United Nations Fish Stocks Agreement
The Fish Stocks Agreement elaborates general principles concerning conservation and management of straddling fish stocks and highly migratory fish stocks
Courtesy of NOAA
Agreement for the implementation of the provisions of the United Nations Convention on the Law of the Sea of 10 December 1982 relating to the conservation and management of straddling fish stocks and highly migratory fish stocks, 1995
The Agreement for the Implementation of the Provisions of the United Nations Convention on the Law of the Sea of 10 December 1982 relating to the Conservation and Management of Straddling Fish Stocks and Highly Migratory Fish Stocks (1995 UN Fish Stocks Agreement) was adopted on 4 August 1995. The Agreement entered into force on 11 December 2001, one month after the deposit of the thirtieth instrument of ratification or accession with the depository, the Secretary-General of the United Nations1.
The purpose of the 1995 UN Fish Stocks Agreement is to facilitate the implementation of certain provisions of the 1982 United Nations Convention on the Law of the Sea (1982 Convention) concerning the conservation and management of straddling fish stocks and highly migratory fish stocks. The Agreement complements the 1993 FAO Agreement to Promote Compliance with International Conservation and Management Measures by Fishing Vessels on the High Seas (1993 FAO Compliance Agreement) and the 1995 FAO Code of Conduct for Responsible Fisheries.
Major challenges of the Stock Agreement
The implementation of the 1995 UN Fish Stocks Agreement presents major challenges for both States and subregional or regional fisheries management organizations or arrangements (RFMOs). Underpinning the implementation of the Agreement is the requirement for concerted international cooperation. States, either directly or through RFMOs, are obligated to pursue cooperation to ensure the effective conservation and management of straddling fish stocks and highly migratory fish stocks.
Even before the 1995 UN Fish Stocks Agreement entered into force, States individually and in cooperation with each other had been engaged in a range of initiatives designed to promote the implementation of the Agreement. Since 1995 some States have adopted new laws and/or regulations to ensure that they are in a position to exercise greater flag State control over the activities of their flag vessels when they are operating on the high seas. Moves to strengthen these controls has gathered momentum as international concerns regarding illegal, unreported and unregulated (IUU) fishing has mounted in international fora, including sessions of the United Nations, FAO and RFMOs. The political will of States to address these and related conservation and management problems that undermine the work and effectiveness of RFMOs has been highlighted as being essential to meet the challenges of these IUU fishing concerns.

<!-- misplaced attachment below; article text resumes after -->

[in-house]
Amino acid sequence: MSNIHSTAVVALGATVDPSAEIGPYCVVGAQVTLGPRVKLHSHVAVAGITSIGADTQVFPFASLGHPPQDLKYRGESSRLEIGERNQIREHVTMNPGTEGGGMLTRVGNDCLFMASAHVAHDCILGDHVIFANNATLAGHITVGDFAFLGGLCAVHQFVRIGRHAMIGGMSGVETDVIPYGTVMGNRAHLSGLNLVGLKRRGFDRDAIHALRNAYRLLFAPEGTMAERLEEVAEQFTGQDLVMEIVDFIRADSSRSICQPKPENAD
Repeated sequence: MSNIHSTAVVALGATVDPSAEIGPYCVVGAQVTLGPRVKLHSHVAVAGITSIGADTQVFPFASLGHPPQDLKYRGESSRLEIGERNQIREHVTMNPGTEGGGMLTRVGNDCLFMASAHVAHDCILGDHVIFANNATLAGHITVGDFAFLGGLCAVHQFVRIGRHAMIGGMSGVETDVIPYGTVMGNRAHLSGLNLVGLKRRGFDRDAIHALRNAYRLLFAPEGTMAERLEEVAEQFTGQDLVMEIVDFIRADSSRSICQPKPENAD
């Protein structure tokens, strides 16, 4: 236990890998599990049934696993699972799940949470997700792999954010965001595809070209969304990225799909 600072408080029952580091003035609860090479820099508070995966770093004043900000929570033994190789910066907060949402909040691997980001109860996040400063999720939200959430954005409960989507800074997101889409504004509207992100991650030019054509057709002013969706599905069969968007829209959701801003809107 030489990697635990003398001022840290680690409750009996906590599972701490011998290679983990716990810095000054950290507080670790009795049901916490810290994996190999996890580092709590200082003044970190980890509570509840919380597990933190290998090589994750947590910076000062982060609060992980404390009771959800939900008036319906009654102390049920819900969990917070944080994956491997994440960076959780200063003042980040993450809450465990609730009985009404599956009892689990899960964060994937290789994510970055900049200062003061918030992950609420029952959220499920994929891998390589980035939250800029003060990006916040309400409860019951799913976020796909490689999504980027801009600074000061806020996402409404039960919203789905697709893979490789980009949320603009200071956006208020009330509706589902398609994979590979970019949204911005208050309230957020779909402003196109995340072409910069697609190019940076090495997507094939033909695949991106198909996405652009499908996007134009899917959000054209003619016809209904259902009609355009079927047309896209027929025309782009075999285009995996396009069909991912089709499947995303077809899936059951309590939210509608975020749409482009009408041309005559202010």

The 1995 UN Fish Stocks Agreement places RFMOs in a pivotal and central position in terms of its implementation; they provide the primary mechanism through which States should cooperate to achieve enhanced resources conservation and management. Some RFMOs whose mandates extend to the conservation and management of straddling fish stocks and highly migratory fish stocks have reviewed, or are in the process of reviewing, certain provisions of their respective conventions to ensure that they are consistent with the Agreement. In some cases, substantial changes to conventions have been proposed or introduced. But despite these developments, RFMOs are grappling with practical aspects of the Agreement's implementation such as how to apply the precautionary approach in fisheries management, how to implement ecosystem management, and how to address transparency.
The 1995 UN Fish Stocks Agreement has spawned two new RFMOs: one dealing with the management of straddling fish stocks and the other with highly migratory fish stocks.
The initiatives to establish the South East Atlantic Fisheries Organization (SEAFO) and the Western and Central Pacific Tuna Commission were taken essentially for the same reasons. The initiatives were intended to achieve two goals. These were to:
South East Atlantic Fisheries Organization
The Convention on the Conservation and Management of Fisheries Resources in the South East Atlantic Ocean, which paves the way for the establishment of SEAFO, opened for signature on 20 April 2001. Its purpose is to ensure the longterm conservation and sustainable use of the fishery resources in the Convention Area through the effective implementation of the Convention. The negotiations for the establishment of SEAFO took place over a five-year period.
When it opened for signature the Convention was signed by seven States2 and the European Union. The Convention will enter into force 60 days after the date of deposit of the third instrument of ratification, accession, acceptance or approval, at least one of which must come from a coastal State in the region. FAO is the depository for the Convention. SEAFO's Headquarters will be located in Namibia, probably in the coastal town of Swakopmund.
The Convention Area is based on FAO's Statistical Area 47. It covers high sea areas only and abuts the exclusive economic zones (EEZs) of four coastal States: Angola, Namibia, South Africa and the United Kingdom (the overseas territory of Saint Helena and its dependencies of Tristan da Cunha and Ascension Island).
SEAFO will manage stocks that straddle between the EEZs of the coastal States and the adjacent high seas. Species subject to management may include alfonsino, orange roughy, armourhead, wreckfish and deepwater hake. It will also manage a discrete high seas stock of red crab, even though discrete stocks are not subject to the provisions of the 1995 UN Fish Stocks Agreement. The management of these latter stocks is a logical and practical consequence of the characteristics of the region's geography, stocks and their distribution, and fisheries management needs. The Convention does not address the management of highly migratory stocks as they are already subject to management by the International Commission for the Conservation of Atlantic Tunas (ICCAT).